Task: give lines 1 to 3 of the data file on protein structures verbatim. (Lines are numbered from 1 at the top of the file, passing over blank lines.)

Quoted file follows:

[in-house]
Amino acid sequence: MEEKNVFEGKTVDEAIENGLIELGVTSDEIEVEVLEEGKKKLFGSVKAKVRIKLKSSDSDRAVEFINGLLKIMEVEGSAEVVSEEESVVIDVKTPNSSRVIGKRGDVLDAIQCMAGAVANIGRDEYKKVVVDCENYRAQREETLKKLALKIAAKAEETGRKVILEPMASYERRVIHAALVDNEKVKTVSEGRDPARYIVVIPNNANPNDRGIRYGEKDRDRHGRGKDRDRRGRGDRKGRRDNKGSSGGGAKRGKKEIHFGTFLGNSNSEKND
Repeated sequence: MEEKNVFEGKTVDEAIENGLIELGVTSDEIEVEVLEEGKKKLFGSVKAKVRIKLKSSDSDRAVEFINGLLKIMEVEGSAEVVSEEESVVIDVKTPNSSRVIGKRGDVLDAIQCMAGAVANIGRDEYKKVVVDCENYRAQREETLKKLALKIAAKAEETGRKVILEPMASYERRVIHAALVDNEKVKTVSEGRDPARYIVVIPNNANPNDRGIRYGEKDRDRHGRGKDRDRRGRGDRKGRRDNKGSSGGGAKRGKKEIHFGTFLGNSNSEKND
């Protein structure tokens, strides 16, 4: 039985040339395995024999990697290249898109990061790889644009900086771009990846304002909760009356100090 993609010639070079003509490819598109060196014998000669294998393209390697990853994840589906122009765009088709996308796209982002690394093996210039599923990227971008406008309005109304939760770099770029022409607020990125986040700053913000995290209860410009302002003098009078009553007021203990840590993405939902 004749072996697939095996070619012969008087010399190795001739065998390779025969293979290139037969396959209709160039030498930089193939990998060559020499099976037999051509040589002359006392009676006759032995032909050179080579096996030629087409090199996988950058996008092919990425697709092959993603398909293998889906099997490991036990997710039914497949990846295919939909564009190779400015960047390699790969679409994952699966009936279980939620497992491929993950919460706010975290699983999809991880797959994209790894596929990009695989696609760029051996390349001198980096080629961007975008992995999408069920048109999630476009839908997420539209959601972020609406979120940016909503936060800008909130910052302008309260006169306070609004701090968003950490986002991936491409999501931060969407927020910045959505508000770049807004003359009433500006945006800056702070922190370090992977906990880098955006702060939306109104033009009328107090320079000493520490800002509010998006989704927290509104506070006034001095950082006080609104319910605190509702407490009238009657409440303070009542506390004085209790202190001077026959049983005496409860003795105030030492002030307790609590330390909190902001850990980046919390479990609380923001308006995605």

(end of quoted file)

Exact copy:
[in-house]
Amino acid sequence: MEEKNVFEGKTVDEAIENGLIELGVTSDEIEVEVLEEGKKKLFGSVKAKVRIKLKSSDSDRAVEFINGLLKIMEVEGSAEVVSEEESVVIDVKTPNSSRVIGKRGDVLDAIQCMAGAVANIGRDEYKKVVVDCENYRAQREETLKKLALKIAAKAEETGRKVILEPMASYERRVIHAALVDNEKVKTVSEGRDPARYIVVIPNNANPNDRGIRYGEKDRDRHGRGKDRDRRGRGDRKGRRDNKGSSGGGAKRGKKEIHFGTFLGNSNSEKND
Repeated sequence: MEEKNVFEGKTVDEAIENGLIELGVTSDEIEVEVLEEGKKKLFGSVKAKVRIKLKSSDSDRAVEFINGLLKIMEVEGSAEVVSEEESVVIDVKTPNSSRVIGKRGDVLDAIQCMAGAVANIGRDEYKKVVVDCENYRAQREETLKKLALKIAAKAEETGRKVILEPMASYERRVIHAALVDNEKVKTVSEGRDPARYIVVIPNNANPNDRGIRYGEKDRDRHGRGKDRDRRGRGDRKGRRDNKGSSGGGAKRGKKEIHFGTFLGNSNSEKND